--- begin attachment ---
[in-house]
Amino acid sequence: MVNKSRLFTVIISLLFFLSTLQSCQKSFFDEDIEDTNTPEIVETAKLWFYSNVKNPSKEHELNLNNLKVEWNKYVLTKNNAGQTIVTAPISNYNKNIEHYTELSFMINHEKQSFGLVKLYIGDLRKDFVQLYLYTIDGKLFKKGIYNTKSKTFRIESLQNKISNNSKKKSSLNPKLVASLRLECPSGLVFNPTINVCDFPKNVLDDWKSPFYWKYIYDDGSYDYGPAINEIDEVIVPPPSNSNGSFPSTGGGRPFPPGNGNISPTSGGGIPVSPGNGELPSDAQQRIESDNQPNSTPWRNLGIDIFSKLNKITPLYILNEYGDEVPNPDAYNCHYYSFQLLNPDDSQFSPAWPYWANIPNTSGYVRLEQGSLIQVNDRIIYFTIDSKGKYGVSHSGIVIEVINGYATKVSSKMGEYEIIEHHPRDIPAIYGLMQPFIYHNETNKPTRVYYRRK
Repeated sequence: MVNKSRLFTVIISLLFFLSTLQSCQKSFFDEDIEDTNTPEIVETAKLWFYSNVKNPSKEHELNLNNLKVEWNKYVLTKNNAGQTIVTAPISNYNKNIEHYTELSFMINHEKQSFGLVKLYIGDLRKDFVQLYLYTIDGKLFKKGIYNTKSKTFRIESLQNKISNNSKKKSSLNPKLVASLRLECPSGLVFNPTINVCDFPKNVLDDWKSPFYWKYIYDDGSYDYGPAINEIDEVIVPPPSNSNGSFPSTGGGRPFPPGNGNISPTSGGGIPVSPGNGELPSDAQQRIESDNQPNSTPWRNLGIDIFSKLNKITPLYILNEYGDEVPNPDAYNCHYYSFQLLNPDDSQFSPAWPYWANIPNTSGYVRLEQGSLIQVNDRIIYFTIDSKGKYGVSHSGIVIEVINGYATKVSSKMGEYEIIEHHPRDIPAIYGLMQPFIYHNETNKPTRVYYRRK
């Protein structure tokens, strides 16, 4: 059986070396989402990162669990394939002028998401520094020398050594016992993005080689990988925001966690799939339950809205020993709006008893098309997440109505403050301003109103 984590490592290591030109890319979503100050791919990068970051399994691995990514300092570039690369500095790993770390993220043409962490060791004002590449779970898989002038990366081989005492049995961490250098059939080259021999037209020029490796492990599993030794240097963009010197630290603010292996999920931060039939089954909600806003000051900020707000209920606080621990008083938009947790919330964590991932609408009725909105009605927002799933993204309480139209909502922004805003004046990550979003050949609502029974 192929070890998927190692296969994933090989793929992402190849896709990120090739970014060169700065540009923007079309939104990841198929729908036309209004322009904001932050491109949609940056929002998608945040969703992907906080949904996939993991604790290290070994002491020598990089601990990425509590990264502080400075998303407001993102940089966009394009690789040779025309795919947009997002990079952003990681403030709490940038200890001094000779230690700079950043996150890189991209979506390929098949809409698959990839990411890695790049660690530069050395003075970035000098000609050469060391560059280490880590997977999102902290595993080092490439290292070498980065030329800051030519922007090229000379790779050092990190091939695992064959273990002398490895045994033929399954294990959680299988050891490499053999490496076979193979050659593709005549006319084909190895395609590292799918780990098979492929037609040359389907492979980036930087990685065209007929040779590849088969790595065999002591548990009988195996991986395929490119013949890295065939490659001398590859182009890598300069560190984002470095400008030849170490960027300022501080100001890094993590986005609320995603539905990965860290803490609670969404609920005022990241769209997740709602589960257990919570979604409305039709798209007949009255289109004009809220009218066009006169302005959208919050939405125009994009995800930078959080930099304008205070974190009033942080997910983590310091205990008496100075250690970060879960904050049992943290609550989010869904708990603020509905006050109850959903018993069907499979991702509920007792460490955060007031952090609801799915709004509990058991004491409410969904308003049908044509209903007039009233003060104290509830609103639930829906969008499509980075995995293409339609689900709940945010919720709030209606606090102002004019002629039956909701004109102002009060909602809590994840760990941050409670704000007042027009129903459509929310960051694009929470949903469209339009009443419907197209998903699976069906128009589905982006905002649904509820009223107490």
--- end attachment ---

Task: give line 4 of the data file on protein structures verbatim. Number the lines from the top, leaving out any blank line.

């Protein structure tokens, strides 16, 4: 059986070396989402990162669990394939002028998401520094020398050594016992993005080689990988925001966690799939339950809205020993709006008893098309997440109505403050301003109103 984590490592290591030109890319979503100050791919990068970051399994691995990514300092570039690369500095790993770390993220043409962490060791004002590449779970898989002038990366081989005492049995961490250098059939080259021999037209020029490796492990599993030794240097963009010197630290603010292996999920931060039939089954909600806003000051900020707000209920606080621990008083938009947790919330964590991932609408009725909105009605927002799933993204309480139209909502922004805003004046990550979003050949609502029974 192929070890998927190692296969994933090989793929992402190849896709990120090739970014060169700065540009923007079309939104990841198929729908036309209004322009904001932050491109949609940056929002998608945040969703992907906080949904996939993991604790290290070994002491020598990089601990990425509590990264502080400075998303407001993102940089966009394009690789040779025309795919947009997002990079952003990681403030709490940038200890001094000779230690700079950043996150890189991209979506390929098949809409698959990839990411890695790049660690530069050395003075970035000098000609050469060391560059280490880590997977999102902290595993080092490439290292070498980065030329800051030519922007090229000379790779050092990190091939695992064959273990002398490895045994033929399954294990959680299988050891490499053999490496076979193979050659593709005549006319084909190895395609590292799918780990098979492929037609040359389907492979980036930087990685065209007929040779590849088969790595065999002591548990009988195996991986395929490119013949890295065939490659001398590859182009890598300069560190984002470095400008030849170490960027300022501080100001890094993590986005609320995603539905990965860290803490609670969404609920005022990241769209997740709602589960257990919570979604409305039709798209007949009255289109004009809220009218066009006169302005959208919050939405125009994009995800930078959080930099304008205070974190009033942080997910983590310091205990008496100075250690970060879960904050049992943290609550989010869904708990603020509905006050109850959903018993069907499979991702509920007792460490955060007031952090609801799915709004509990058991004491409410969904308003049908044509209903007039009233003060104290509830609103639930829906969008499509980075995995293409339609689900709940945010919720709030209606606090102002004019002629039956909701004109102002009060909602809590994840760990941050409670704000007042027009129903459509929310960051694009929470949903469209339009009443419907197209998903699976069906128009589905982006905002649904509820009223107490």